hickory tussock moth caterpillar on underside of a black cherry leaf, near the main meadow entrance

The hickory tussock moth itself doesn’t bear much resemblance to its larva, I don’t think.


I was excited to see dozens of these common ringlet butterflies (Coenonympha tullia) flitting around the main meadow; I hadn’t seen one this year until now.



Another caterpillar, that of the American dagger moth (Acronicta americana), was crawling underneath a beech leaf. Bug was small, leaf was moving, spot was shady, thus photo is a bit fuzzy but I did my best.



Before we leave animals entirely, two on the red spectrum, a meadowhawk dragonfly —


— of which there were dozens that day,  and, surprisingly (we thought) for this time of year, since we commonly see them in the spring, an Eastern (or Red-spotted) newt eft:


It turns out this is perfectly normal: “After the eggs hatch, Eastern Newt larvae spend the summer in the pond and at the end of the summer transform into terrestrial salamanders. At this point they crawl out of the water, and for the next three to five years live on land and are referred to as Red Efts, due to their coloring (initially they are a dark bronze color, but eventually turn orange-red). After several years of life on land, they return to the water, no longer red, but olive green. … Young Red Efts can be found wandering on land in August and September looking for a protected spot such as under a log, rock, leaf litter or in the burrow of a mammal in which to spend the winter hibernating.   (Mary Holland, Naturally Curious)

This eft was atop a log and smack-dab in the middle of the trail when we came across it,


so we moved it just a little to the side to avoid foot traffic. I hope it finds the right log or other hibernation spot.


Now on to fungi. I don’t know most of these but I like their looks.

a coral fungus
an amanita mushroom
no idea but quite lovely
more red fungi, looking like Christmas in the moss
yellow jelly fungi
almost a perfect saucer cap
and the saucer holds water!
just a cute little white one
a sort of crenellated, fluted, folded mushroom underside
slime mold on a log


Speaking of Christmas, someone has decorated a small hemlock tree on the Core Trail with one gold ball ornament:


You never know what you’ll find on a walk in the woods.


For instance, these beech drops (Epifagus virginiana). They’re an obligate parasitic plant that subsists on the roots of the American beech tree (“obligate” means that the beech drop needs the beech tree to enable it to reproduce). They are sometimes hard to notice in a brown woods, and even harder to photograph.

Here they are with beech nut husks laying around them:


Here’s another:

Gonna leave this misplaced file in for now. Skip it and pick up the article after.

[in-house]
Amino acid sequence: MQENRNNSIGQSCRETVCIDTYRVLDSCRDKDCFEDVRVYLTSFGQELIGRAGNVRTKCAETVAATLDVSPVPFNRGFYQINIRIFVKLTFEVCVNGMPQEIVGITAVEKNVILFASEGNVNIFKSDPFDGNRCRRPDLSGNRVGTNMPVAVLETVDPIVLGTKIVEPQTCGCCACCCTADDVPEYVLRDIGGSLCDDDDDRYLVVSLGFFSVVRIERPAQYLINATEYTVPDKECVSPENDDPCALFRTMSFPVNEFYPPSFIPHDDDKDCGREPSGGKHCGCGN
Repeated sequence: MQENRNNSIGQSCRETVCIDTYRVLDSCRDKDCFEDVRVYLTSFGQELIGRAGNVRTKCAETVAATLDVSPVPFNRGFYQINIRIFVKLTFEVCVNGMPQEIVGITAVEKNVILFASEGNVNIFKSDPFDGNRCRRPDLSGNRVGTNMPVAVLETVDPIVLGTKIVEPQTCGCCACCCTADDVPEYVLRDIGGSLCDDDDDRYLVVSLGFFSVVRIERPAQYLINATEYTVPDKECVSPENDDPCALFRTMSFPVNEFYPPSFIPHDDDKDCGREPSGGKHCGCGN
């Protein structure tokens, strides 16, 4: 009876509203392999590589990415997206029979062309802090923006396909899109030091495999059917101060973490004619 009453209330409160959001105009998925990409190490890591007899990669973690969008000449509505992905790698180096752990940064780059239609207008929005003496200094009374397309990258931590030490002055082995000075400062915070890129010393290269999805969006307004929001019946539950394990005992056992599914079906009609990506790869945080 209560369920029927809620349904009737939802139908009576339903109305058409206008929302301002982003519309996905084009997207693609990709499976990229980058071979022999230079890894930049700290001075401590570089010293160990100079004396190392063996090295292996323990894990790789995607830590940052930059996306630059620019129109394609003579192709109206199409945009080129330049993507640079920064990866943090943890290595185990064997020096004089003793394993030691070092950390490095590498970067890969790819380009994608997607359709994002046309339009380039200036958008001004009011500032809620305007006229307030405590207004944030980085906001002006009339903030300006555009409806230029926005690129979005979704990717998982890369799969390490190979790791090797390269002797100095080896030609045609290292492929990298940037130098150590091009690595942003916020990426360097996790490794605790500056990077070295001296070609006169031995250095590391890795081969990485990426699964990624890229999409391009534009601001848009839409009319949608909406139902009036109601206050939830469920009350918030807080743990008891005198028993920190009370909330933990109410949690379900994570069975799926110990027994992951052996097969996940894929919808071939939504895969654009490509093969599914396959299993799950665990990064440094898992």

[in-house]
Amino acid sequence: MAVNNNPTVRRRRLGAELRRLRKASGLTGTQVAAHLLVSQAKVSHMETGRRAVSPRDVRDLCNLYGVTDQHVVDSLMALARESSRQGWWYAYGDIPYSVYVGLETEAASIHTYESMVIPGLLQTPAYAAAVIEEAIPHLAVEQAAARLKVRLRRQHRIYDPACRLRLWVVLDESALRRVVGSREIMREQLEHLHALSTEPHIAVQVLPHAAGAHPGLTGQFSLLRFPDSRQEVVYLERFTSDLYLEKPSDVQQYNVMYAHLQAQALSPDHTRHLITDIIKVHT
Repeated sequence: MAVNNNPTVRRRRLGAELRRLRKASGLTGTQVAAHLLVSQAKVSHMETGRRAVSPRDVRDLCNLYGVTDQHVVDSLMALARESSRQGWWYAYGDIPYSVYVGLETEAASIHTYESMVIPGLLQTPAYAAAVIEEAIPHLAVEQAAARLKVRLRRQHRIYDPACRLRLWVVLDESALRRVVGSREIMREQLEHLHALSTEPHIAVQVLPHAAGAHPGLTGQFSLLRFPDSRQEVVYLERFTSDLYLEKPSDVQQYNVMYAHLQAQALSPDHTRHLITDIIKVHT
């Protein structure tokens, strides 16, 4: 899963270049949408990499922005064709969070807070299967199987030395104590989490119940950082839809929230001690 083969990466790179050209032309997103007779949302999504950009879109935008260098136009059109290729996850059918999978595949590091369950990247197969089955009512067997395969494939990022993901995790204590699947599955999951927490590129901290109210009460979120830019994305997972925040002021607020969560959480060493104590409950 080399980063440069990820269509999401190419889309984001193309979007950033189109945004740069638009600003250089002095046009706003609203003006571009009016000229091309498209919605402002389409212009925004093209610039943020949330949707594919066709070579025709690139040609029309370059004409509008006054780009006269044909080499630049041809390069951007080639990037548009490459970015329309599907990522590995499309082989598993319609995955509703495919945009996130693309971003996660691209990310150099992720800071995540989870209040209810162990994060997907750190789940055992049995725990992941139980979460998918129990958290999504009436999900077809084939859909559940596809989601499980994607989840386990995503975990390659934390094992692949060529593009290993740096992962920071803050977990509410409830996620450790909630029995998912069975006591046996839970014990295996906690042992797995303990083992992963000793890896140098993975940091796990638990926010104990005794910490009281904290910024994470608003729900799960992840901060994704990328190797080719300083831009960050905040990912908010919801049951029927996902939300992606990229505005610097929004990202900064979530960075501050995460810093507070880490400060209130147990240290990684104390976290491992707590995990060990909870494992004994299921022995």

And these are the flowers, which are often sterile and always hard to capture on film:



Looking somewhat similar and about the same height are Indian Pipe plants (Monotropa uniflora, aka ghost plant, corpse plant). Though it might appear to be fungal, it’s actually a herbaceous perennial plant that lacks chlorophyll. Another way to say it is the way Go Botany does, “Indian-pipe is a mycotroph, which is to say it is a parasitic plant that obtains all its nutrients by stealing them from a tree. It does this not by entering the host directly but through a fungal intermediary.”



There were, of course, lots of goldenrods in bloom at this time of year, and I can’t begin to tell them apart.


This variety, with reddish leaves and stem, was striking, though:


Asters, mostly white but a few purples, also dominated the landscape.



The purple bramble berries were good eatin’, as spouse can attest.



A few leaves:


Fall is coming.


Some fern love.



And a little landscape love, too.

trail sign
pond with cattails
main meadow
apple tree meadow


Hope you enjoyed it! Come back again.


‘Harvest Home’ by Arthur Guiterman

The maples flare among the spruces,
The bursting foxgrape spill its juices,
The gentians lift their sapphire fringes
On roadways rich with golden tinges,
The waddling woodchucks fill their hampers,
The deer mouse runs, the chipmunk scampers.
The squirrels scurry, never stopping,
For all they hear is apples dropping
And walnuts plumping fast and faster;
The bee weighs down the purple aster-
Yes, hive your honey, little hummer,
The woods are wavering, ‘Farewell Summer.’

One comment

  1. judging from the pix and post, a meaty walk!

    On Tue, Sep 5, 2017 at 9:50 PM, A Moveable Garden wrote:

    > mmwm posted: “I’ve posted several times about Knights Hill Nature Park, in > New London, New Hampshire: a July 2014 trip, an April 2015 trip, a > compilation of trips over five years, and a photo summary of four trips in > fall and winter of 2013, 2014, 2015. I also posted ” >